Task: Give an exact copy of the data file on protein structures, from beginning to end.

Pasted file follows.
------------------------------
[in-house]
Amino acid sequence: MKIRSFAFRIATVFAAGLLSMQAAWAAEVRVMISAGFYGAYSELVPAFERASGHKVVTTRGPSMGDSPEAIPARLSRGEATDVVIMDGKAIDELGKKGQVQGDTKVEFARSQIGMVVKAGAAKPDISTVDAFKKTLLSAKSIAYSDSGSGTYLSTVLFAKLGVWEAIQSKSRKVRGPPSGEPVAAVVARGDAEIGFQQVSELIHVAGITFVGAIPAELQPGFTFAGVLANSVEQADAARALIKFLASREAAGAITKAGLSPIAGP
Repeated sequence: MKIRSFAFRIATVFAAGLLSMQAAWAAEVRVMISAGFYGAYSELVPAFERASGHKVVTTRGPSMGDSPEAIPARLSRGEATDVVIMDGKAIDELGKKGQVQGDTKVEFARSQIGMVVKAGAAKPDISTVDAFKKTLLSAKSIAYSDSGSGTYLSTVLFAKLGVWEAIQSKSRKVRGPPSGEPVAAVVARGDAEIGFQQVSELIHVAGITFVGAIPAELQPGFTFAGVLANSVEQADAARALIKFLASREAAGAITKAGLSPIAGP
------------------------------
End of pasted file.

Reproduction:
[in-house]
Amino acid sequence: MKIRSFAFRIATVFAAGLLSMQAAWAAEVRVMISAGFYGAYSELVPAFERASGHKVVTTRGPSMGDSPEAIPARLSRGEATDVVIMDGKAIDELGKKGQVQGDTKVEFARSQIGMVVKAGAAKPDISTVDAFKKTLLSAKSIAYSDSGSGTYLSTVLFAKLGVWEAIQSKSRKVRGPPSGEPVAAVVARGDAEIGFQQVSELIHVAGITFVGAIPAELQPGFTFAGVLANSVEQADAARALIKFLASREAAGAITKAGLSPIAGP
Repeated sequence: MKIRSFAFRIATVFAAGLLSMQAAWAAEVRVMISAGFYGAYSELVPAFERASGHKVVTTRGPSMGDSPEAIPARLSRGEATDVVIMDGKAIDELGKKGQVQGDTKVEFARSQIGMVVKAGAAKPDISTVDAFKKTLLSAKSIAYSDSGSGTYLSTVLFAKLGVWEAIQSKSRKVRGPPSGEPVAAVVARGDAEIGFQQVSELIHVAGITFVGAIPAELQPGFTFAGVLANSVEQADAARALIKFLASREAAGAITKAGLSPIAGP